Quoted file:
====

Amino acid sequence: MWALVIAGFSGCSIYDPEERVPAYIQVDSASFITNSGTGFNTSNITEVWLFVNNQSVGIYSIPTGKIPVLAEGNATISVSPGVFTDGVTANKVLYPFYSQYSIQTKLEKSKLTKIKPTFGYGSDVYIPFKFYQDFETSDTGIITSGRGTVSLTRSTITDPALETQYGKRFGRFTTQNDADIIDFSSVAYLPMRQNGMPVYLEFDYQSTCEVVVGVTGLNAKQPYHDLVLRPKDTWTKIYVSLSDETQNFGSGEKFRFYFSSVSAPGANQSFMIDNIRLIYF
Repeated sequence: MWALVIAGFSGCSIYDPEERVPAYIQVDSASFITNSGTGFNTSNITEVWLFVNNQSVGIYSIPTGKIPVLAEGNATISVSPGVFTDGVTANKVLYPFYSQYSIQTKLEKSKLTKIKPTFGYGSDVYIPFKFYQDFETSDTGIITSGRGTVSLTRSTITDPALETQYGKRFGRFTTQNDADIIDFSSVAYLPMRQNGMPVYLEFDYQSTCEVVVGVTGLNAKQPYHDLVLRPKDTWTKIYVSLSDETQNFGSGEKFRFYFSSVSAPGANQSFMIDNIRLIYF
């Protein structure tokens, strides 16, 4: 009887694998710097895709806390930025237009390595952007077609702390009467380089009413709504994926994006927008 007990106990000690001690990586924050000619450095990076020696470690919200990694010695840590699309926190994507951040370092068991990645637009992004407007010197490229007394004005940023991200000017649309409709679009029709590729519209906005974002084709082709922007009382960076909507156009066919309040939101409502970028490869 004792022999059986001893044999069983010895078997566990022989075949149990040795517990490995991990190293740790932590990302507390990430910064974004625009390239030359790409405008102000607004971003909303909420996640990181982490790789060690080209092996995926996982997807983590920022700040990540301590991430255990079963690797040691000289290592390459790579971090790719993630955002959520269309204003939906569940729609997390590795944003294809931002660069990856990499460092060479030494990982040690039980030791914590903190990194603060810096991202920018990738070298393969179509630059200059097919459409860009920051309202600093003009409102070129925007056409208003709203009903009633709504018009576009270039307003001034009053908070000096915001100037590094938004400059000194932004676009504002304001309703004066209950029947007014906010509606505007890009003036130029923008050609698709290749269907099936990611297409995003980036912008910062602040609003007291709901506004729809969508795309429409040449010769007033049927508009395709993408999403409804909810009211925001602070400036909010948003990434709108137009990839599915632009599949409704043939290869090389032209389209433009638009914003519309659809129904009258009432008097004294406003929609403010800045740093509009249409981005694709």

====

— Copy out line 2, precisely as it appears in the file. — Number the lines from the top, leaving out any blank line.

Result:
Repeated sequence: MWALVIAGFSGCSIYDPEERVPAYIQVDSASFITNSGTGFNTSNITEVWLFVNNQSVGIYSIPTGKIPVLAEGNATISVSPGVFTDGVTANKVLYPFYSQYSIQTKLEKSKLTKIKPTFGYGSDVYIPFKFYQDFETSDTGIITSGRGTVSLTRSTITDPALETQYGKRFGRFTTQNDADIIDFSSVAYLPMRQNGMPVYLEFDYQSTCEVVVGVTGLNAKQPYHDLVLRPKDTWTKIYVSLSDETQNFGSGEKFRFYFSSVSAPGANQSFMIDNIRLIYF